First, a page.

Van Dyke is the only officer who opened fire on McDonald, hitting him 16 times, including after the teen was on the ground and barely moving. Van Dyke was convicted of second-degree murder and aggravated battery in October and is due to be sentenced by a different judge Friday.

Judge Domenica Stephenson expressed skepticism during Thursday's hearing that there was any attempt to cover up the shooting by officers Joseph Walsh, Thomas Gaffney and David March.

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2:40 p.m.

The judge who acquitted three Chicago officers of trying to cover up the 2014 police shooting of black teenager Laquan McDonald explained that the officers at the scene had different vantage points than the dashcam video that was key to convicting the officer who fired the shots.

Cook County Judge Domenica Stephenson expressed skepticism during Thursday's hearing that there was any attempt by officers Joseph Walsh, Thomas Gaffney and David March to cover up the shooting, much less proof beyond a reasonable doubt.

Police officers in the courtroom gallery clapped a little when Stephenson was done delivering her verdict.

Prosecutors allege that the three officers lied in their reports to try to protect Officer Jason Van Dyke, who fired all 16 shots that struck McDonald.

Van Dyke was convicted in October of second-degree murder and 16 counts of aggravated battery — one for each shot — and is due to be sentenced by a different judge on Friday.

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2:20 p.m.

A judge has acquitted three Chicago police officers of trying to cover up the 2014 shooting of black teenager Laquan McDonald to protect another officer who pulled the trigger.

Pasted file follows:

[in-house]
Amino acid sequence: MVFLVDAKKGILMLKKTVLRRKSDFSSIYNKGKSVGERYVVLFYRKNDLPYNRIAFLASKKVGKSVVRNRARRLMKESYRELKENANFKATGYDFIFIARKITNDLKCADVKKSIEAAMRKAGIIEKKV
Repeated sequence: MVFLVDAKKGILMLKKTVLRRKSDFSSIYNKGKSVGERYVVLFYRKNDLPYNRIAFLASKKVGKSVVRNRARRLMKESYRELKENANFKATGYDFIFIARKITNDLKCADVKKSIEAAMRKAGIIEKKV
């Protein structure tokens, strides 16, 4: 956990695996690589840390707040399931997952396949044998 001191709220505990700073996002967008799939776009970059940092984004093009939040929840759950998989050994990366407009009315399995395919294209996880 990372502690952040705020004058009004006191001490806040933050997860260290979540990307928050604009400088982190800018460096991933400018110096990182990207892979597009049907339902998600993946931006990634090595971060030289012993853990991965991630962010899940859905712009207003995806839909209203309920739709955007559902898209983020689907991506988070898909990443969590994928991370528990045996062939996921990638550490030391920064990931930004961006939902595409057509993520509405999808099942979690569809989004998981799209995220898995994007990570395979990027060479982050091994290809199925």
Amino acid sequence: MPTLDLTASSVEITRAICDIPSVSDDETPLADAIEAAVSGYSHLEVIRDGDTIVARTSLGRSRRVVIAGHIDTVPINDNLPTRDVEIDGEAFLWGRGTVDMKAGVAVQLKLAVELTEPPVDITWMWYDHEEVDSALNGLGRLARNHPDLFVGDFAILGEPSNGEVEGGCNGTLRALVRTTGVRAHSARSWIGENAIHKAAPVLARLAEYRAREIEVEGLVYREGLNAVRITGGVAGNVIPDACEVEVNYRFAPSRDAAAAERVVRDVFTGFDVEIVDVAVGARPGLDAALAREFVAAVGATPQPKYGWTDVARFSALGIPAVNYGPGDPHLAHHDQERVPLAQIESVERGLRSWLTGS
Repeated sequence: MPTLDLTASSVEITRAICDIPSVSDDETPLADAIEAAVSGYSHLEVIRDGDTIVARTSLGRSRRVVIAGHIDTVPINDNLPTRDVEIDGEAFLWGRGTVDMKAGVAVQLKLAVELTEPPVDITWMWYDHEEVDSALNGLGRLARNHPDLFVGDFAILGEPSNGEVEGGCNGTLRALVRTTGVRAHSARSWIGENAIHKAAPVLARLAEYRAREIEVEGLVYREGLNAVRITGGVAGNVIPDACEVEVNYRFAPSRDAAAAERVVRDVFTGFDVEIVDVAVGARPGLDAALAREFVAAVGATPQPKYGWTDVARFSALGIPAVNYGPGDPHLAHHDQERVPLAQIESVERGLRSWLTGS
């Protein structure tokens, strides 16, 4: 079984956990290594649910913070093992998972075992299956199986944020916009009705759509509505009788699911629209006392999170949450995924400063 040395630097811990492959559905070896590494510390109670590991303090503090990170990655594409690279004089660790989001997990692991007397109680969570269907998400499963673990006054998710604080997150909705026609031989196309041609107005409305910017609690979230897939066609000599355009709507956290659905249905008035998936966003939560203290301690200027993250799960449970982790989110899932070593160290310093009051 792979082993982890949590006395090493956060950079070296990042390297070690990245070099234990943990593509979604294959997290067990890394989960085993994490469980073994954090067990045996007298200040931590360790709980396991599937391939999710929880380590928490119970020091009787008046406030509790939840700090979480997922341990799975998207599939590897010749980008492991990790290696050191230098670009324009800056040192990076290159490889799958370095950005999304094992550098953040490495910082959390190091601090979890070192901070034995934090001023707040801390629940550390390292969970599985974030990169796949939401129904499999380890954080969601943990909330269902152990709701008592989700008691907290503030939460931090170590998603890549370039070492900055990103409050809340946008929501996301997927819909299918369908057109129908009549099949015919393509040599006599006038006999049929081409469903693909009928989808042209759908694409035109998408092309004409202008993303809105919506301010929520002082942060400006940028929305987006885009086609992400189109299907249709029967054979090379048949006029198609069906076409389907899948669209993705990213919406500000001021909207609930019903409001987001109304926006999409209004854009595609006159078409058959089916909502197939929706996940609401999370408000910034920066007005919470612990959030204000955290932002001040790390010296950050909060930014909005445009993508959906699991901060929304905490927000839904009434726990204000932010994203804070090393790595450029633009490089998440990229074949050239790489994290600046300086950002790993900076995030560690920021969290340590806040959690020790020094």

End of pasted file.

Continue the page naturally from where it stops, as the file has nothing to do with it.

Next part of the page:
Judge Domenica Stephenson said Thursday that after considering all of the evidence, including police dashcam video of the killing, she did not find that officer Thomas Gaffney, Joseph Walsh and David March conspired to cover up the shooting.

The prosecution's case centered on crucial discrepancies between what was on the dashcam video and what the officers wrote in their reports, contending that the reports' remarkable uniformity was evidence that the officers were trying to protect Van Dyke from criminal prosecution.

But the judge rejected that argument.

The officer who shot McDonald 16 times, Jason Van Dyke, was convicted of second-degree murder and aggravated battery in October and is due to be sentenced Friday.

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12:05 a.m.

A judge is set to announce a verdict for three Chicago police officers accused of lying in their reports to protect the officer who fatally shot black teenager Laquan McDonald.

Cook County Judge Domenica Stephenson has scheduled a hearing Thursday afternoon to announce her decision in the cover-up trial of David March, Joseph Walsh and Thomas Gaffney. They are charged with conspiracy, obstruction of justice and official misconduct.

During the trial, prosecutors argued that the reports written by the three about the October 2014 shooting included some of the same lies they say were designed to protect Officer Jason Van Dyke.

Defense attorneys dismissed any suggestion that the officers created a cover story to help Van Dyke.

Van Dyke was convicted of second-degree murder in October. He's scheduled to be sentenced Friday.